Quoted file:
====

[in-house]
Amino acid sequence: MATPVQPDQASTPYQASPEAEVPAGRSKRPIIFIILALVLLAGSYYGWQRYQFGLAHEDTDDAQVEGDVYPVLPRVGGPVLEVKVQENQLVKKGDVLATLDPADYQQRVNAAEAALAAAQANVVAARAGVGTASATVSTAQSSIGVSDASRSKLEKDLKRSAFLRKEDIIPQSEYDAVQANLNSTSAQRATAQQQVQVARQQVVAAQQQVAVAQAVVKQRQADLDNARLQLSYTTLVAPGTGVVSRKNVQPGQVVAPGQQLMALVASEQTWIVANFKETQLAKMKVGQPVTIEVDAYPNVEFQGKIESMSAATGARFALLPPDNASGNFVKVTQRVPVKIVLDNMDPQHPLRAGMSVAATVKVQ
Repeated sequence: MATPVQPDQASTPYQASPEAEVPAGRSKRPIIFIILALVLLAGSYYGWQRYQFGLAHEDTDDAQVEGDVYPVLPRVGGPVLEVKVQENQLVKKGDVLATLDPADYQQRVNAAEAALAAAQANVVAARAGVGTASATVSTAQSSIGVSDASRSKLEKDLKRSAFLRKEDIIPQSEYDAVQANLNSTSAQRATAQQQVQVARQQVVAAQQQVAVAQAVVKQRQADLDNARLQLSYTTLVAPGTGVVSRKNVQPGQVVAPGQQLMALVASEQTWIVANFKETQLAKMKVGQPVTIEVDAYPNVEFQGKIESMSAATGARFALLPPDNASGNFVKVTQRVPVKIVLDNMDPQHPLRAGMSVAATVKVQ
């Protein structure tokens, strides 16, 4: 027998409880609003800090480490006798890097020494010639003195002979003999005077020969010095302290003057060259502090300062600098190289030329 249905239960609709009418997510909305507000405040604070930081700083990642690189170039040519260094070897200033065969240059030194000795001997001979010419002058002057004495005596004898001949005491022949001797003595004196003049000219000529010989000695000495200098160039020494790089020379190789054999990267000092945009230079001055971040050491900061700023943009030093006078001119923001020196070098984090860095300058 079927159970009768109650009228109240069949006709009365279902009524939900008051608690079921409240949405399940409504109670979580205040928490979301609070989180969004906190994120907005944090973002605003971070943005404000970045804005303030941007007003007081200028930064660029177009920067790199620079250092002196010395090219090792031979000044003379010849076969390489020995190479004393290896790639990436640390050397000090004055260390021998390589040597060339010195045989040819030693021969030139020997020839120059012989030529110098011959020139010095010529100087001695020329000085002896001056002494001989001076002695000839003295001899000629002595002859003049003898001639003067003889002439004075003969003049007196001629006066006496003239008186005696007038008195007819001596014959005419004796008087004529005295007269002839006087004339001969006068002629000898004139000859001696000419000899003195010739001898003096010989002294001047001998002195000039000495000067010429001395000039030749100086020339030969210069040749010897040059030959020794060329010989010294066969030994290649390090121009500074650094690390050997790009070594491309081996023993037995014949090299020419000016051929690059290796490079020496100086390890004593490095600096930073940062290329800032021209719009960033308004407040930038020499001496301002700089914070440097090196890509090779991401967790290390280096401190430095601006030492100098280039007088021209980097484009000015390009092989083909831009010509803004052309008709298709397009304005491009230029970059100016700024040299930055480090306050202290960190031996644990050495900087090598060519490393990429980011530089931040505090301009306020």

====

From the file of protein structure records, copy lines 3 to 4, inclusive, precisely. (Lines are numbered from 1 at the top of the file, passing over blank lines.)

Repeated sequence: MATPVQPDQASTPYQASPEAEVPAGRSKRPIIFIILALVLLAGSYYGWQRYQFGLAHEDTDDAQVEGDVYPVLPRVGGPVLEVKVQENQLVKKGDVLATLDPADYQQRVNAAEAALAAAQANVVAARAGVGTASATVSTAQSSIGVSDASRSKLEKDLKRSAFLRKEDIIPQSEYDAVQANLNSTSAQRATAQQQVQVARQQVVAAQQQVAVAQAVVKQRQADLDNARLQLSYTTLVAPGTGVVSRKNVQPGQVVAPGQQLMALVASEQTWIVANFKETQLAKMKVGQPVTIEVDAYPNVEFQGKIESMSAATGARFALLPPDNASGNFVKVTQRVPVKIVLDNMDPQHPLRAGMSVAATVKVQ
């Protein structure tokens, strides 16, 4: 027998409880609003800090480490006798890097020494010639003195002979003999005077020969010095302290003057060259502090300062600098190289030329 249905239960609709009418997510909305507000405040604070930081700083990642690189170039040519260094070897200033065969240059030194000795001997001979010419002058002057004495005596004898001949005491022949001797003595004196003049000219000529010989000695000495200098160039020494790089020379190789054999990267000092945009230079001055971040050491900061700023943009030093006078001119923001020196070098984090860095300058 079927159970009768109650009228109240069949006709009365279902009524939900008051608690079921409240949405399940409504109670979580205040928490979301609070989180969004906190994120907005944090973002605003971070943005404000970045804005303030941007007003007081200028930064660029177009920067790199620079250092002196010395090219090792031979000044003379010849076969390489020995190479004393290896790639990436640390050397000090004055260390021998390589040597060339010195045989040819030693021969030139020997020839120059012989030529110098011959020139010095010529100087001695020329000085002896001056002494001989001076002695000839003295001899000629002595002859003049003898001639003067003889002439004075003969003049007196001629006066006496003239008186005696007038008195007819001596014959005419004796008087004529005295007269002839006087004339001969006068002629000898004139000859001696000419000899003195010739001898003096010989002294001047001998002195000039000495000067010429001395000039030749100086020339030969210069040749010897040059030959020794060329010989010294066969030994290649390090121009500074650094690390050997790009070594491309081996023993037995014949090299020419000016051929690059290796490079020496100086390890004593490095600096930073940062290329800032021209719009960033308004407040930038020499001496301002700089914070440097090196890509090779991401967790290390280096401190430095601006030492100098280039007088021209980097484009000015390009092989083909831009010509803004052309008709298709397009304005491009230029970059100016700024040299930055480090306050202290960190031996644990050495900087090598060519490393990429980011530089931040505090301009306020």